Religious Language

  • Created by: LeFay
  • Created on: 12-01-14 17:36


  • Philosophical movement which claims religious language is only meaningful if it can be verified be a sense-observation or it is a tautology.
  • The verification movement was influenced by science, which emphasised the importance of confirming any statement by observation. 
  • Moritz, Schlick, and other supporters of the verification pointed out that the meaningfulness of statements is shown by the method by which you verify the statement.
  • If you cannot demonstrate with sense-observation how a statement is true, then the statement is factually meaningless.
  • Language tells us something about the way the world is.
  • Statements that do not tell us something that may be shown to be either true or false by sense-observation are therefore factually meaningless or tautologies.
  • Any statement that cannot be proved true or false is "meaningless", by which they mean that the statement literally has no meaning in a factual sense.
  • Language that talks about God is meaningless for a verificationist as there is no way to demonstrate the truth or falsity of God-talk by observations and experiments.
  • Problem with the strict scientific approach is that it would mean that many statements people make are meaningless, even when most people think they make perfect sense.
    • Swinburne:
      • "All ravens are black." 
      • While people generally accept ravens are black, there is no way to ever confirm this statement, there is always the possibility of there being one raven that is not black.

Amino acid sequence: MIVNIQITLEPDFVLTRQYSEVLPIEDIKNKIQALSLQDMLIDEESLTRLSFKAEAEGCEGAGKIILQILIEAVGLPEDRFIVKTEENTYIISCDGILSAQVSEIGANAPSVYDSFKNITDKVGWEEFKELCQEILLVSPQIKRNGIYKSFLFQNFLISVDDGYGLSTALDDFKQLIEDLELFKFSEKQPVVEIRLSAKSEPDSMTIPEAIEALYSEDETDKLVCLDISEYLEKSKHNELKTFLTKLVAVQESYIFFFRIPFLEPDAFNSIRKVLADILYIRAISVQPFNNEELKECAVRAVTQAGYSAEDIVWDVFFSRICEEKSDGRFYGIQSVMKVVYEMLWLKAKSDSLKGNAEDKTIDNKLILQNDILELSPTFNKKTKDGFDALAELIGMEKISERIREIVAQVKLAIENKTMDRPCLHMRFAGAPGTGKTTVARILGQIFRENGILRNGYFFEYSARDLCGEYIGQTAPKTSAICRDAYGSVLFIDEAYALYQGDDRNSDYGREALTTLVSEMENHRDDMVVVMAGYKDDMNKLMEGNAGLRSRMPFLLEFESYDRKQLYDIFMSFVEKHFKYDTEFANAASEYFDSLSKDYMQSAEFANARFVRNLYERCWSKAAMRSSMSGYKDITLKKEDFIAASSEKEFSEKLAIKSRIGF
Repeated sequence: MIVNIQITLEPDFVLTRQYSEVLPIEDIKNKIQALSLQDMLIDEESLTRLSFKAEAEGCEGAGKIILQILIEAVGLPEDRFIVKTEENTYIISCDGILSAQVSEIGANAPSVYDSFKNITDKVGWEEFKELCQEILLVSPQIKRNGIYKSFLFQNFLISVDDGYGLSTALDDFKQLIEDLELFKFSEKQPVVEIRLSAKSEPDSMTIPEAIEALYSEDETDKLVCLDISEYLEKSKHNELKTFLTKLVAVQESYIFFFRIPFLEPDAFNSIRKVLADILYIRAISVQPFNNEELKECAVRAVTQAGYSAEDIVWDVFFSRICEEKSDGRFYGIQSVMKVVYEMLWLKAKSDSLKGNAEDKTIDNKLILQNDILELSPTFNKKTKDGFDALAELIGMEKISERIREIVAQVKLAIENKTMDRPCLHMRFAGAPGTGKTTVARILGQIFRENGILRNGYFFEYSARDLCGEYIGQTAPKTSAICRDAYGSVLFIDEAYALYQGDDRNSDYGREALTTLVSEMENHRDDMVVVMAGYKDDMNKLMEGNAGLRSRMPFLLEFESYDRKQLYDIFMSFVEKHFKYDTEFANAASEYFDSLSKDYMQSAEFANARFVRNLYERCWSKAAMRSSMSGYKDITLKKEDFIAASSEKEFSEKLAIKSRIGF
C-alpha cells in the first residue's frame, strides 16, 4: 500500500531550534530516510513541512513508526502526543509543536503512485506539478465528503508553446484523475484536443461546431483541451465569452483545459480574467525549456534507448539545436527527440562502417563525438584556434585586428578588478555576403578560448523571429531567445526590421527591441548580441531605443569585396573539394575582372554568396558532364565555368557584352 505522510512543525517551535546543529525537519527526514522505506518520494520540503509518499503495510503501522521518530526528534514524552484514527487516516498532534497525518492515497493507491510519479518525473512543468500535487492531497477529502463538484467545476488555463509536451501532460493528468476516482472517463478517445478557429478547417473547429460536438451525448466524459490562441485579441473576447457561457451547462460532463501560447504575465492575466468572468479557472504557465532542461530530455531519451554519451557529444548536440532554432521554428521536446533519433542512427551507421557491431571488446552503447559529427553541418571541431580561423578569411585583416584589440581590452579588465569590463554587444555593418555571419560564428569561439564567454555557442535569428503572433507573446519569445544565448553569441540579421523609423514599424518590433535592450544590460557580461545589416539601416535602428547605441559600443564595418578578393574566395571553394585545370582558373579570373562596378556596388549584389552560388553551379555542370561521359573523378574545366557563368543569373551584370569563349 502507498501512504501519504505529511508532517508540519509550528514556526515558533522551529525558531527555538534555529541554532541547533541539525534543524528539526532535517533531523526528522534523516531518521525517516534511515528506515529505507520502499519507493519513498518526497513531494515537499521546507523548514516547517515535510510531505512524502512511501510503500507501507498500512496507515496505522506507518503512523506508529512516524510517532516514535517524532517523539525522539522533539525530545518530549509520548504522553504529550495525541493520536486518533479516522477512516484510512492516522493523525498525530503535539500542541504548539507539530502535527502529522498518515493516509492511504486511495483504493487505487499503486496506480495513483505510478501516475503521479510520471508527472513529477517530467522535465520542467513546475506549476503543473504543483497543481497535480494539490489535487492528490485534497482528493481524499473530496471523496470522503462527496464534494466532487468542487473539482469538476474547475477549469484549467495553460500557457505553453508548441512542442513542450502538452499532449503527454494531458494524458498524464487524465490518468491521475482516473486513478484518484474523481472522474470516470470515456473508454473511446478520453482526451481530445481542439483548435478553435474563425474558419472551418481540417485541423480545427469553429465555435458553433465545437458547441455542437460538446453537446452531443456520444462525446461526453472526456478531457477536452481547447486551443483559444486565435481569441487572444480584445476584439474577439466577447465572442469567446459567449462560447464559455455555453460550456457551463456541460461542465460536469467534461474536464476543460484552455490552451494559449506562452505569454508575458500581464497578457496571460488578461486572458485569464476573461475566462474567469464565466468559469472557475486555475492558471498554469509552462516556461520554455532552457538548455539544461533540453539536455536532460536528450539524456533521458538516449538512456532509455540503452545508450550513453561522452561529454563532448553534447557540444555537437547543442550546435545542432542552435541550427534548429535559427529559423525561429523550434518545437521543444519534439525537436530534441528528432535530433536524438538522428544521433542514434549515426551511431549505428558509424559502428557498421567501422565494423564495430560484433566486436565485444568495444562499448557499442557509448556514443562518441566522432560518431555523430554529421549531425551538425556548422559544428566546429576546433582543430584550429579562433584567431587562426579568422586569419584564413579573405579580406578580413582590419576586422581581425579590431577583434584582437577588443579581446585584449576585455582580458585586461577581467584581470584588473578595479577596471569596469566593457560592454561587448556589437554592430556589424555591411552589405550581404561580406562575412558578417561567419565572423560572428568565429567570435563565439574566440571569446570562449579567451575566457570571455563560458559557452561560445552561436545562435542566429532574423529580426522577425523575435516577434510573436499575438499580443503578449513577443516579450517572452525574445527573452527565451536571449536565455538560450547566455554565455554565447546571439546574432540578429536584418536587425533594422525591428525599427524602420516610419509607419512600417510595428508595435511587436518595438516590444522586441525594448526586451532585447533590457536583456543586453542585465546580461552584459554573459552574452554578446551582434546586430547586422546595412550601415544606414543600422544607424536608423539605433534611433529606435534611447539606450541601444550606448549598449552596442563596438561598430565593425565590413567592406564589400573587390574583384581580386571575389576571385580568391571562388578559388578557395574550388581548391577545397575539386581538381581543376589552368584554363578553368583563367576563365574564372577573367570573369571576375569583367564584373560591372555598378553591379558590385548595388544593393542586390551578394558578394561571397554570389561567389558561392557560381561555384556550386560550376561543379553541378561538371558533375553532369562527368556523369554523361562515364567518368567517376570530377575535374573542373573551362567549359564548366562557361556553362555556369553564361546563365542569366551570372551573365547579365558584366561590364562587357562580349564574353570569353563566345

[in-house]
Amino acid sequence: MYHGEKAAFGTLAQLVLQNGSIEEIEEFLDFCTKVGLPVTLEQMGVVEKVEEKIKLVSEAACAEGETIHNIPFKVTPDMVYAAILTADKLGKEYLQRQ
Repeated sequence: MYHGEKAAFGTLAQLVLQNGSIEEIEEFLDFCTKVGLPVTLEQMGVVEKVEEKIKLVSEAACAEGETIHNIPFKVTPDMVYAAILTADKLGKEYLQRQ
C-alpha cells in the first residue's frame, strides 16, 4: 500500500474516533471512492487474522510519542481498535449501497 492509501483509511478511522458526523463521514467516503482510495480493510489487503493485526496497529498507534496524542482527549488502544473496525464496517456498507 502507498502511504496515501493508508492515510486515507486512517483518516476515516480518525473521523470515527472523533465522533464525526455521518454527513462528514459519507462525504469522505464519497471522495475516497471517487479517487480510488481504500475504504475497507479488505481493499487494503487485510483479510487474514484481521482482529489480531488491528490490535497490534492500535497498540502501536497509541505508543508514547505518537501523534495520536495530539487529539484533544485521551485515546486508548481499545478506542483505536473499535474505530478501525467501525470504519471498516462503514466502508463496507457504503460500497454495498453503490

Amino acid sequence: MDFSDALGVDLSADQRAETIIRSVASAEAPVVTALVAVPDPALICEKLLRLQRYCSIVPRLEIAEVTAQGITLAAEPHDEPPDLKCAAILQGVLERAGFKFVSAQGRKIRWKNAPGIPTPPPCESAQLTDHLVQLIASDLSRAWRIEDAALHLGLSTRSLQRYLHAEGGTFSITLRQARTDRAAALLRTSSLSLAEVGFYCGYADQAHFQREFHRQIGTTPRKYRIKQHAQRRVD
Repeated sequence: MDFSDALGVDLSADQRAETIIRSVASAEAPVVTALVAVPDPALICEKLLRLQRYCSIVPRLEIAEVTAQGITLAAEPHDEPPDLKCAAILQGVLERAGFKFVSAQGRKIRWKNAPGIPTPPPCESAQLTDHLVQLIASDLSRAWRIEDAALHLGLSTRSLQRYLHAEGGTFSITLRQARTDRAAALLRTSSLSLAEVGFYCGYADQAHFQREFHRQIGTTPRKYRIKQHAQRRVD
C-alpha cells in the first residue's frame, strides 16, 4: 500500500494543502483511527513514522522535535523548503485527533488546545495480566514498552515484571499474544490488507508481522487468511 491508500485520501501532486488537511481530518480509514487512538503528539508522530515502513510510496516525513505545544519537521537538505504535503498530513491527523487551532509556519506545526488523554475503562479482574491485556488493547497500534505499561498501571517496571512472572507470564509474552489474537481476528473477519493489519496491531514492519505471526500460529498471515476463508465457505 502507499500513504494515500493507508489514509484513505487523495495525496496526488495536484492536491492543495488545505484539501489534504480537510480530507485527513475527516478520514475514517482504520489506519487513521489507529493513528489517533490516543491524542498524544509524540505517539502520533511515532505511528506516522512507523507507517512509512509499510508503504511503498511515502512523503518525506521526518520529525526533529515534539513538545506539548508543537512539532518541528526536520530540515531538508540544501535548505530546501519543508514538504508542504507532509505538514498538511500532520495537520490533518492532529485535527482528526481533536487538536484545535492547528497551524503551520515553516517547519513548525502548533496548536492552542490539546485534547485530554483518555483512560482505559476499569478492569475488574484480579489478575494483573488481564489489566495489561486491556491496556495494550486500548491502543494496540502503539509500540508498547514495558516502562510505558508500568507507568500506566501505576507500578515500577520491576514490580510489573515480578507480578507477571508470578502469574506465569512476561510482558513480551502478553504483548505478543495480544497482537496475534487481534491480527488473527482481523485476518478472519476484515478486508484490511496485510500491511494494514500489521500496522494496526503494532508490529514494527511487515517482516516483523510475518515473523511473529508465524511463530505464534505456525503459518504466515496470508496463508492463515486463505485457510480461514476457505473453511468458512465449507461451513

• No statement can be made about history, as it would be meaningless.


  • "The criterion we use to test the genuineness of apparent statements of fact is the criterion of verifiability."
  • If a statement is not verifiable it is either meaningless or a tautology. 
  • By "meaningless", Ayer meant that a statement was not "factually significant".
  • "The sentence expressing it may be emotionally significant to him; but it is not literally significant."
  • How do you verify a proposition?:
    • Distinguished "practical verifiability" from "verifiability in principle". 
    • Practical verifiability referred to statements which could be tested in reality.
    • Distinguished strong and weak verification.
    • Strong verification applied to anything that can be verified conclusively by observation and experience.
    • Weak verification refers to statements that can be shown to be probable by observation and experience.
    • The sense in which verificationism should be used is the weak sense because the strong sense of verification "had no possible application".
    • It is impossible to demonstrate that all human beings are mortal without killing every human who lives or will live.
    • If the principle of verification is applied to religious claims, the claims can appear meaningless because they cannot be supported by observations from sense experience that go with what is probable. 
    • It may, of course, be argued that there are signs of design in the world but this then becomes a debate about what level of proof satisfies the weak verification criteria.
    • Religious believers would argue that God's existence can be verified, but non-believers would dispute this.
    • We can make no meaningful statements about metaphysical ideas because we have no…


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